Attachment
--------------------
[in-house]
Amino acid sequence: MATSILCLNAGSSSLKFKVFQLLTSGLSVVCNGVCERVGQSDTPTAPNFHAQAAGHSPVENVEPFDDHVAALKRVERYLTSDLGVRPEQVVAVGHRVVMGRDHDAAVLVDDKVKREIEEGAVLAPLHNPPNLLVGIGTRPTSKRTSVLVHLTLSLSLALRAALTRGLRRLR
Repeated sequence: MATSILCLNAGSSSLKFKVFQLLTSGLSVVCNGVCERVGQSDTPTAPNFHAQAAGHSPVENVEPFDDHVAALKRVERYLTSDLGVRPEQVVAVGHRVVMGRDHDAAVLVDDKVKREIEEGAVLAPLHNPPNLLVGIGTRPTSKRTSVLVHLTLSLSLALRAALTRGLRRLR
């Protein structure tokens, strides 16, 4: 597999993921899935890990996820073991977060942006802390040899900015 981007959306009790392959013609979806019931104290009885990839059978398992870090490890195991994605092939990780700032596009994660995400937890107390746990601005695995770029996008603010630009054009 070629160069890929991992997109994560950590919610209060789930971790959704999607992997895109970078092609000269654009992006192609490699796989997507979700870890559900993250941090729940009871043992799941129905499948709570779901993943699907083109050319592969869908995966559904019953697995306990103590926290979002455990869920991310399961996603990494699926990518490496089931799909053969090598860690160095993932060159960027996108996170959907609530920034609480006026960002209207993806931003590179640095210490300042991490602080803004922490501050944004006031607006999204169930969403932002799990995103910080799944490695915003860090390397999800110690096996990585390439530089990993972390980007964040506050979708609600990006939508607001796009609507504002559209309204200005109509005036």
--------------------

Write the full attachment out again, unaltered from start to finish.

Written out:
[in-house]
Amino acid sequence: MATSILCLNAGSSSLKFKVFQLLTSGLSVVCNGVCERVGQSDTPTAPNFHAQAAGHSPVENVEPFDDHVAALKRVERYLTSDLGVRPEQVVAVGHRVVMGRDHDAAVLVDDKVKREIEEGAVLAPLHNPPNLLVGIGTRPTSKRTSVLVHLTLSLSLALRAALTRGLRRLR
Repeated sequence: MATSILCLNAGSSSLKFKVFQLLTSGLSVVCNGVCERVGQSDTPTAPNFHAQAAGHSPVENVEPFDDHVAALKRVERYLTSDLGVRPEQVVAVGHRVVMGRDHDAAVLVDDKVKREIEEGAVLAPLHNPPNLLVGIGTRPTSKRTSVLVHLTLSLSLALRAALTRGLRRLR
């Protein structure tokens, strides 16, 4: 597999993921899935890990996820073991977060942006802390040899900015 981007959306009790392959013609979806019931104290009885990839059978398992870090490890195991994605092939990780700032596009994660995400937890107390746990601005695995770029996008603010630009054009 070629160069890929991992997109994560950590919610209060789930971790959704999607992997895109970078092609000269654009992006192609490699796989997507979700870890559900993250941090729940009871043992799941129905499948709570779901993943699907083109050319592969869908995966559904019953697995306990103590926290979002455990869920991310399961996603990494699926990518490496089931799909053969090598860690160095993932060159960027996108996170959907609530920034609480006026960002209207993806931003590179640095210490300042991490602080803004922490501050944004006031607006999204169930969403932002799990995103910080799944490695915003860090390397999800110690096996990585390439530089990993972390980007964040506050979708609600990006939508607001796009609507504002559209309204200005109509005036």